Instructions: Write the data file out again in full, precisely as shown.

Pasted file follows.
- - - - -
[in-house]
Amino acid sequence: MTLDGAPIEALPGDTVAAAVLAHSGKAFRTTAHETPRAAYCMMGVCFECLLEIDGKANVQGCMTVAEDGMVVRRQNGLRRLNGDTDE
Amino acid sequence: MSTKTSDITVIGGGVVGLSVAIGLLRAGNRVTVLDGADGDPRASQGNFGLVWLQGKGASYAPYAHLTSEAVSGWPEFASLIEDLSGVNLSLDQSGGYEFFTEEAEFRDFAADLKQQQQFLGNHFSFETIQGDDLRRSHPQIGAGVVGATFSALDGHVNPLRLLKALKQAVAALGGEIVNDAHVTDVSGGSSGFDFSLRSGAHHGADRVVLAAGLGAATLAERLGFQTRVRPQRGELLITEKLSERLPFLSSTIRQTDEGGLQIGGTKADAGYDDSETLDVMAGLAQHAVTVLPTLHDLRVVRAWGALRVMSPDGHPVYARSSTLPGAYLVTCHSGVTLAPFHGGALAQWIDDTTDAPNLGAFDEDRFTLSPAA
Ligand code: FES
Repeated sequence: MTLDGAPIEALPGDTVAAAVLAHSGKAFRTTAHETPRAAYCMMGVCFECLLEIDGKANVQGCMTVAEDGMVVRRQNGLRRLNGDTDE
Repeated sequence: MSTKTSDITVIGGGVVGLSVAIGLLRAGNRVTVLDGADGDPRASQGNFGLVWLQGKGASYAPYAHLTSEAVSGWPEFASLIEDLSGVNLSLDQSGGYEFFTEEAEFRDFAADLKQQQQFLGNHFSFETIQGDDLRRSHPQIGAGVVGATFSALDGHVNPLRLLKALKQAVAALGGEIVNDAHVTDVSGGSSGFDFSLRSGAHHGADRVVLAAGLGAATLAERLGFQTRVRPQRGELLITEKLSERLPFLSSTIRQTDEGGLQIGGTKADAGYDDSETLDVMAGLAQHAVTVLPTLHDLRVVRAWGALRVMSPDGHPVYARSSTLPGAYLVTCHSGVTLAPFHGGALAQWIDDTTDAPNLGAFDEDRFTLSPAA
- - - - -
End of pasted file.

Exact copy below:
[in-house]
Amino acid sequence: MTLDGAPIEALPGDTVAAAVLAHSGKAFRTTAHETPRAAYCMMGVCFECLLEIDGKANVQGCMTVAEDGMVVRRQNGLRRLNGDTDE
Amino acid sequence: MSTKTSDITVIGGGVVGLSVAIGLLRAGNRVTVLDGADGDPRASQGNFGLVWLQGKGASYAPYAHLTSEAVSGWPEFASLIEDLSGVNLSLDQSGGYEFFTEEAEFRDFAADLKQQQQFLGNHFSFETIQGDDLRRSHPQIGAGVVGATFSALDGHVNPLRLLKALKQAVAALGGEIVNDAHVTDVSGGSSGFDFSLRSGAHHGADRVVLAAGLGAATLAERLGFQTRVRPQRGELLITEKLSERLPFLSSTIRQTDEGGLQIGGTKADAGYDDSETLDVMAGLAQHAVTVLPTLHDLRVVRAWGALRVMSPDGHPVYARSSTLPGAYLVTCHSGVTLAPFHGGALAQWIDDTTDAPNLGAFDEDRFTLSPAA
Ligand code: FES
Repeated sequence: MTLDGAPIEALPGDTVAAAVLAHSGKAFRTTAHETPRAAYCMMGVCFECLLEIDGKANVQGCMTVAEDGMVVRRQNGLRRLNGDTDE
Repeated sequence: MSTKTSDITVIGGGVVGLSVAIGLLRAGNRVTVLDGADGDPRASQGNFGLVWLQGKGASYAPYAHLTSEAVSGWPEFASLIEDLSGVNLSLDQSGGYEFFTEEAEFRDFAADLKQQQQFLGNHFSFETIQGDDLRRSHPQIGAGVVGATFSALDGHVNPLRLLKALKQAVAALGGEIVNDAHVTDVSGGSSGFDFSLRSGAHHGADRVVLAAGLGAATLAERLGFQTRVRPQRGELLITEKLSERLPFLSSTIRQTDEGGLQIGGTKADAGYDDSETLDVMAGLAQHAVTVLPTLHDLRVVRAWGALRVMSPDGHPVYARSSTLPGAYLVTCHSGVTLAPFHGGALAQWIDDTTDAPNLGAFDEDRFTLSPAA